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The cage is one of the most important aspects of rat care. Like other small pet animals, rats spend the majority of their time in their cage because it's nearly impossible to let them roam the house safely. Choosing the proper cage comes down to a variety of factors.
As far as cages go, "the bigger, the better" almost always applies to pets, and rats are no exception. Ideally, you want the biggest cage you can afford that's still safe for your furry friend. Rats are extremely intelligent creatures who thrive on exploration and enriching playtime. A bigger cage allows for more toys and accessories without giving up valuable floor space. Multistory cages are also ideal, as your rat will enjoy climbing and exploring the different areas. If you don't have a lot of space, follow the 2 feet rule: the cage needs to be a minimum of 2 feet deep, wide and high. Many commercially available "rat" cages are not big enough to properly house a pet rat.
Wire cages take the prize as the best construction for rats. These little guys need air circulation, something that aquarium setups often fail to provide. The wires need to be no less than 1/2 inch apart for young and smaller rats; choose a cage with a minimum wire spacing of 1 inch for adults and larger rats. Aquariums can also trap heat and moisture during warmer months or if placed in direct sunlight, which could lead to health problems for your rat.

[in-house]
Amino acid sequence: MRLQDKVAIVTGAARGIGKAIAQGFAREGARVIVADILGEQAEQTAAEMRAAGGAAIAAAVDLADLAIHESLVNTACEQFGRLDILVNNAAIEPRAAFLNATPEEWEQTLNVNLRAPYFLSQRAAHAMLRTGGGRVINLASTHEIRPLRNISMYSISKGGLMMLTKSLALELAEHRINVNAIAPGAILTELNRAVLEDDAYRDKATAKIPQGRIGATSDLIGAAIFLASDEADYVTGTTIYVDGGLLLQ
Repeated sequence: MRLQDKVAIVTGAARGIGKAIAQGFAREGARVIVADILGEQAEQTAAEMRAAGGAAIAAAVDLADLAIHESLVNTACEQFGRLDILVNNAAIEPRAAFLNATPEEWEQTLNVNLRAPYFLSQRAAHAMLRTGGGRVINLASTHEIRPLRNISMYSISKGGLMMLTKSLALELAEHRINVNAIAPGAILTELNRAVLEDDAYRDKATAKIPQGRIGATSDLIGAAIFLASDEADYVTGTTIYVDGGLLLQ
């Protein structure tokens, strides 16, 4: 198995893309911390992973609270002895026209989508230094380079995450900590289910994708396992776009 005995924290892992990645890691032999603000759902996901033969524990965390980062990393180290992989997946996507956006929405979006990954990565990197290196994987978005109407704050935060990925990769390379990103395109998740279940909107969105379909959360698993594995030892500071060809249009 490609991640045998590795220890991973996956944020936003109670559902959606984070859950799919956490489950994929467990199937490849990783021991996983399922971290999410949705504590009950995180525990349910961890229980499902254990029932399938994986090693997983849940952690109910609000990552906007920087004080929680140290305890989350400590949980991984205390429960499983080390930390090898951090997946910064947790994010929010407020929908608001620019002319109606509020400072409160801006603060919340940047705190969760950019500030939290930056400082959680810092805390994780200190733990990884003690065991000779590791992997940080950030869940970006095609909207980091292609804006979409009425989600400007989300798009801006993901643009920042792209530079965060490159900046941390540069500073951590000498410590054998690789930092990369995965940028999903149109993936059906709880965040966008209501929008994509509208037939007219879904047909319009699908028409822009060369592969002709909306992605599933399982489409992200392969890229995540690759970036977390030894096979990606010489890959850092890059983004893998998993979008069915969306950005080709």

Location is also important. The cage should be off the floor to prevent your rat from being exposed to drafts. It should also be in a room that gets tons of natural light while being away from direct sunlight. The room the cage is in should have quiet times so your little guy isn't constantly exposed to the hustle and bustle of everyday life in your house. That being said, a room where the family meets regularly is also ideal, or at least a room where your rat gets quality interaction time with you. Kitchens are bad news for your rat, as the fumes from cooking sprays and non-stick cooking pans can make him sick.
A big cage is great, but rats succumb easily to boredom which can lead to stress. In his rat mansion he needs lots of toys, tunnels and ladders so he can play, learn and exercise. A solid-floor exercise wheel is ideal. You should also give him some clean, chemical-free natural branches to climb on. Natural wood toys and many of the toys designed for parrots are great for enriching play time. Paper towel and toilet paper tubes make excellent tunnels and give him something to chew on. A small cardboard box with a cut-out "door" makes for a little escape. Choose a bedding that's made for small animals -- recycled paper is ideal, and stay away from cedar or pine.
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